Tag Archives: estimation

Time vs Story Points Estimation

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One of the most common questions we get is whether to estimate in time or points. It seems like points are used only “to avoid thinking about time” and they are essentially the same. Wrong.

Let us give you the travel metaphor to give you an idea about how we are thinking.

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Crisp for breakfast?

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What’s this? An alien invasion? A publicity stunt? A way of sneaking Crisp into your cereals?

You make the call. We Go Lean at breakfast, lunch and dinner! 🙂

This picture was forwarded by Troy Magennis, a Monte Carlo pioneer.

PS: Troy is coming to Stockholm to show us how to use Monte Carlo to forecast delivery of software. A small revolution to how we do it today. If you are a program manager, manager, project manager or someone who needs to learn when I can get my things, this is the course to join.

Power Estimation

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Why do you think projects always are late? That’s because they are designed to be late. But I’ll let you in on a secret: late projects are run by wimps. Unstoppable projects are run by masters. Welcome to the philosophy of power estimation.

You see, estimation isn’t about guessing how long a project will take, it is about getting power. More budget = more power. The best way to get more budget is to leverage the fear of failure by insisting on perfect estimation.

The beauty with estimation is the more people you ask, the bigger the estimation gets. So ask lots of people. Use historical data to cross reference how much off a project can get and grow your estimation by π. Feel the power now?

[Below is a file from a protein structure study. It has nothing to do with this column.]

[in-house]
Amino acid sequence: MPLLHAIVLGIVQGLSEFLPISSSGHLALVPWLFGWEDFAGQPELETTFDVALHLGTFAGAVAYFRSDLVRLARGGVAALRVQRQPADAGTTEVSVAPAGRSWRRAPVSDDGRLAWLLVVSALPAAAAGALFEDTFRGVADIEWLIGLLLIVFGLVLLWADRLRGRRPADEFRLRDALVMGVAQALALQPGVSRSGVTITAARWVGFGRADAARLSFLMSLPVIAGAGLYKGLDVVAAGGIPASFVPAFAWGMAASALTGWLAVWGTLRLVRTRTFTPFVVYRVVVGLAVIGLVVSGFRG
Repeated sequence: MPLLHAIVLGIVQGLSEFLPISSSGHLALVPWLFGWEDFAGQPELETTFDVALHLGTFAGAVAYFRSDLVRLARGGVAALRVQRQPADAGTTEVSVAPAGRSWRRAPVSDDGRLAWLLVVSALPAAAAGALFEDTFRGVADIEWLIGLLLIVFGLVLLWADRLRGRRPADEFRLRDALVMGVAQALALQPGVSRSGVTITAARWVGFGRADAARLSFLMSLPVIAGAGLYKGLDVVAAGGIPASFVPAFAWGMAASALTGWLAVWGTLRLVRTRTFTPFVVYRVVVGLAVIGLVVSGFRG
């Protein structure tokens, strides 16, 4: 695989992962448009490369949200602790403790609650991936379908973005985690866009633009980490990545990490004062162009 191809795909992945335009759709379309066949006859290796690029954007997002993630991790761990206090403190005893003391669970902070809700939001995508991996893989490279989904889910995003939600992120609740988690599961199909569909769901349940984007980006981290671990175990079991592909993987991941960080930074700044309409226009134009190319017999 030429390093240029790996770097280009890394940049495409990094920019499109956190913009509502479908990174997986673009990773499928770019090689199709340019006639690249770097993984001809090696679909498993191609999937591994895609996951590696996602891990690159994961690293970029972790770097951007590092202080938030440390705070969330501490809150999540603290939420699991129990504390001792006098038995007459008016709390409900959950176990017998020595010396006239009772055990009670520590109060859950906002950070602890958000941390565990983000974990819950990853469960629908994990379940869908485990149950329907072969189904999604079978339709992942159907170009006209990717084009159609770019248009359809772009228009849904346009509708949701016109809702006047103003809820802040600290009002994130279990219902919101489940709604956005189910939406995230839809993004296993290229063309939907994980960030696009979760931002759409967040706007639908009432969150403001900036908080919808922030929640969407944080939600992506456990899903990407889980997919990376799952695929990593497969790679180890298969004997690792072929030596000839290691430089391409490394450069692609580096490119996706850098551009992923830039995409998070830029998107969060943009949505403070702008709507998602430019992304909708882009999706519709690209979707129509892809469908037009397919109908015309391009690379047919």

Establishing the first common product backlog

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The past few days at my current coaching assignment have been great. We created a new backlog for all work they need to accomplish in the months ahead. The meetings where we laid the foundation for the future were marked by a high degree of collaboration between the participants and energy. It has been really fun to work with them so far.

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Steve Bockmans team estimation

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Estimation of the effort to implement and deliver a set of functionality is an important but not always the most fun part of product development. Estimations are done at different detail levels during the project, for example the high level story estimation and the low level task estimation. It is a few years since I did task estimation; many times it is a waste of time doing low level estimations, so in the following text I will describe a technique that I like when estimating the user stories.

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We suck on estimating size

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So, as a contracter:

  • Would you rather pick someone who promises they are right about the scope (.. lying..) and pay their risk premium
  • .. contract them, negotiate away the risk premium, only to see skilled resources shift to more profitable projects (once you are firmly in their grip)
  • .. contract them, and see them default
  • .. Or – pick someone who is honest about this fact, but promises to deliver runnable software monthly with what you require

As a contractee:

  • Would you sign up for a contract which you know is bad
  • Or pick a better client which you can have a thriving business relation with?